Stefano Pasquali (Bloomberg Research)
Title: LIQUIDITY RISK AND MARKET IMPACT. Estimating liquidity using price uncertainty and machine learning. A fixed income case study.
The Liquidity Assessment Tool (LQA) helps measure market depth and liquidity of securities for the purposes of regulatory reporting, risk and pre/post trade analysis. It provides information, based on machine learning approach, such as the probability of selling a specific volume at a specific price, the expected cost of liquidation, expected maximum volume that can be liquidated given a maximum market impact, and expected days to liquidate a specific volume given a maximum market impact. The tool also provides the level of uncertainty for each of these returns.
Tobias Preis (Warwick Business School)
Title: Measuring and Predicting Human Behaviour Using Online Data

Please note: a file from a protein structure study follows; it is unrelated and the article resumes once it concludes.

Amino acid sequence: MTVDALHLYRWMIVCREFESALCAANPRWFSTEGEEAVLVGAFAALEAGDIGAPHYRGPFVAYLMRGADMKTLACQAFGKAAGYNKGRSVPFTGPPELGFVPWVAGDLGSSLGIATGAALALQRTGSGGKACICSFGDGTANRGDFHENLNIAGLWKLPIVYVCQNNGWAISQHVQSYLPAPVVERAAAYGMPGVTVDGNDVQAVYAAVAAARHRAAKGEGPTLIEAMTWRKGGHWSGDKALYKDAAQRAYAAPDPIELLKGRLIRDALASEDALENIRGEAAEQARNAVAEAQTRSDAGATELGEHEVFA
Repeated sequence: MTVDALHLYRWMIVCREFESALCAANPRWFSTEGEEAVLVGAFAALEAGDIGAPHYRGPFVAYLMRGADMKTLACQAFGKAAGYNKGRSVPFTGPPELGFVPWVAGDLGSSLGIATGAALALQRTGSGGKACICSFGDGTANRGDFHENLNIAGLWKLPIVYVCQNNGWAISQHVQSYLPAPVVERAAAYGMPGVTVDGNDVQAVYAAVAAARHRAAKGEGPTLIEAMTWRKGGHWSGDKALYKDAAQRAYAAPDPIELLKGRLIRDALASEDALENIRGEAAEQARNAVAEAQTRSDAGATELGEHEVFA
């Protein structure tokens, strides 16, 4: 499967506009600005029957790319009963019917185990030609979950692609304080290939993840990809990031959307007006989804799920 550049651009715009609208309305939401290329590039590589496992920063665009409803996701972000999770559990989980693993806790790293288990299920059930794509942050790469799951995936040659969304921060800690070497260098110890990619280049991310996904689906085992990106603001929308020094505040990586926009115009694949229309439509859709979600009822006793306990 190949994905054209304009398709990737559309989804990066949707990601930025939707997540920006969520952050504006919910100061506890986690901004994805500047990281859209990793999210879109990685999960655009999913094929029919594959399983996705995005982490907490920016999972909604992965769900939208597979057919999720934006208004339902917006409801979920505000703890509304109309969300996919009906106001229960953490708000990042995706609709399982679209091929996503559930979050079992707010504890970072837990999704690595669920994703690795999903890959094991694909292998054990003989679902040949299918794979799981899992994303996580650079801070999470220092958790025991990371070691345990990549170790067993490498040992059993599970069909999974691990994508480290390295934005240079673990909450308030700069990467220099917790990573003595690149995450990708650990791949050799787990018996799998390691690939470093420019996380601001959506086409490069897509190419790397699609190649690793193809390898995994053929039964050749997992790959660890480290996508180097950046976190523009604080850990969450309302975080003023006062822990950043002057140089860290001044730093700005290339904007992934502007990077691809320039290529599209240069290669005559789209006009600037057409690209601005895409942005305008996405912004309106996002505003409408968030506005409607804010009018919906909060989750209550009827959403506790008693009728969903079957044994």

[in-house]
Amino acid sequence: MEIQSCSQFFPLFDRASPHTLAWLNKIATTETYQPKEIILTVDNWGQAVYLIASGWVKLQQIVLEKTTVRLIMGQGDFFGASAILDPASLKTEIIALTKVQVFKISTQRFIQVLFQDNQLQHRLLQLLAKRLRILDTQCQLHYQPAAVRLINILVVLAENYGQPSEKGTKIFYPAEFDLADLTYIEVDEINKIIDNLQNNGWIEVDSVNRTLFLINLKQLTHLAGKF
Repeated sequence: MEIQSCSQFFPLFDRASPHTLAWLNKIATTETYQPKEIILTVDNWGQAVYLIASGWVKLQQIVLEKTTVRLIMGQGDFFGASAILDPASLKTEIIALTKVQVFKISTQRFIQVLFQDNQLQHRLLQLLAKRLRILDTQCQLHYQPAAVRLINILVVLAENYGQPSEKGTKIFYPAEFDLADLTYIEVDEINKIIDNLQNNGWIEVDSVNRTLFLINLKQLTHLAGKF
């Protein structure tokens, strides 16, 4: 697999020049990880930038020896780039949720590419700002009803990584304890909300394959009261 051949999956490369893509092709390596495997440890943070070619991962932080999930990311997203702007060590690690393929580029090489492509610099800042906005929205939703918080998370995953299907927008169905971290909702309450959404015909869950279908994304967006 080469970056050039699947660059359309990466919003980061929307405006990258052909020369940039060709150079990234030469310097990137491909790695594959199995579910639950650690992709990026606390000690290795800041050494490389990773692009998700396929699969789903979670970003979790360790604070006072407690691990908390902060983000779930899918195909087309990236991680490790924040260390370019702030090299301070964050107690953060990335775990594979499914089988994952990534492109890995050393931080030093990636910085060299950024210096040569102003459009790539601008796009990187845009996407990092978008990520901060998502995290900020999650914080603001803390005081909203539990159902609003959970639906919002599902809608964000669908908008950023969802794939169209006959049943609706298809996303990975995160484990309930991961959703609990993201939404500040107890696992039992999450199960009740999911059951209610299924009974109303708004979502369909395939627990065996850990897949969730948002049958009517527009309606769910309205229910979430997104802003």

In this talk, I will outline some recent highlights of our research, addressing two questions. Firstly, can big data resources provide insights into crises in financial markets? By analysing Google query volumes for search terms related to finance and views of Wikipedia articles, we find patterns which may be interpreted as early warning signs of stock market moves. Secondly, can we provide insight into international differences in economic wellbeing by comparing patterns of interaction with the Internet? To answer this question, we introduce a future-orientation index to quantify the degree to which Internet users seek more information about years in the future than years in the past. We analyse Google logs and find a striking correlation between the country's GDP and the predisposition of its inhabitants to look forward. Our results illustrate the potential that combining extensive behavioural data sets offers for a better understanding of large scale human economic behaviour.